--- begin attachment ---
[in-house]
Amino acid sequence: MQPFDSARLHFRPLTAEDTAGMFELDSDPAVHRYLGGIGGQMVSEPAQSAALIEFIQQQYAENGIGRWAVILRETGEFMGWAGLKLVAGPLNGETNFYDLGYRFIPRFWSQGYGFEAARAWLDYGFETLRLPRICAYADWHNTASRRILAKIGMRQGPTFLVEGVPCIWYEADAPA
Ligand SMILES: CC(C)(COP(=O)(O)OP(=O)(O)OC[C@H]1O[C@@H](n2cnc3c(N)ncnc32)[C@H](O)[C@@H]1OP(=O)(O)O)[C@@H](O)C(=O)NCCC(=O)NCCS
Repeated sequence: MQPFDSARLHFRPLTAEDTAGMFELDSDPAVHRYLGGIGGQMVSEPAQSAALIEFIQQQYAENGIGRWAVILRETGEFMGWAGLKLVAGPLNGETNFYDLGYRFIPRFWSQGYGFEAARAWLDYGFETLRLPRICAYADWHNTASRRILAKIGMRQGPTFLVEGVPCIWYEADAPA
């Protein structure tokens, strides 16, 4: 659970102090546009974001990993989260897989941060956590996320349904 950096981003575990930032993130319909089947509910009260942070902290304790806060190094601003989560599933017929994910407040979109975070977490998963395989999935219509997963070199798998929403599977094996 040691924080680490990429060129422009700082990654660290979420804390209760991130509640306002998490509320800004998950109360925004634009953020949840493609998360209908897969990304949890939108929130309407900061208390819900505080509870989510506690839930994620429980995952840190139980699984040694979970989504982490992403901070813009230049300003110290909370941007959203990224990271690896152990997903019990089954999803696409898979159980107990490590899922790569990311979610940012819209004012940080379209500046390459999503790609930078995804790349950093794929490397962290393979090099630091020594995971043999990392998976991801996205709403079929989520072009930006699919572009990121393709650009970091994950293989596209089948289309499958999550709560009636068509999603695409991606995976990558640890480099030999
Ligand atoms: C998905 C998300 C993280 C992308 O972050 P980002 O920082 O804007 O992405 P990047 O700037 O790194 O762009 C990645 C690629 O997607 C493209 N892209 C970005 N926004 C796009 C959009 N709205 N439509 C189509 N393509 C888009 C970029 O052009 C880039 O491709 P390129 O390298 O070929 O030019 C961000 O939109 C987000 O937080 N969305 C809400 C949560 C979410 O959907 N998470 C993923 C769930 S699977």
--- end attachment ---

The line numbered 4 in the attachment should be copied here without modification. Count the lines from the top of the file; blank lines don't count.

Repeated sequence: MQPFDSARLHFRPLTAEDTAGMFELDSDPAVHRYLGGIGGQMVSEPAQSAALIEFIQQQYAENGIGRWAVILRETGEFMGWAGLKLVAGPLNGETNFYDLGYRFIPRFWSQGYGFEAARAWLDYGFETLRLPRICAYADWHNTASRRILAKIGMRQGPTFLVEGVPCIWYEADAPA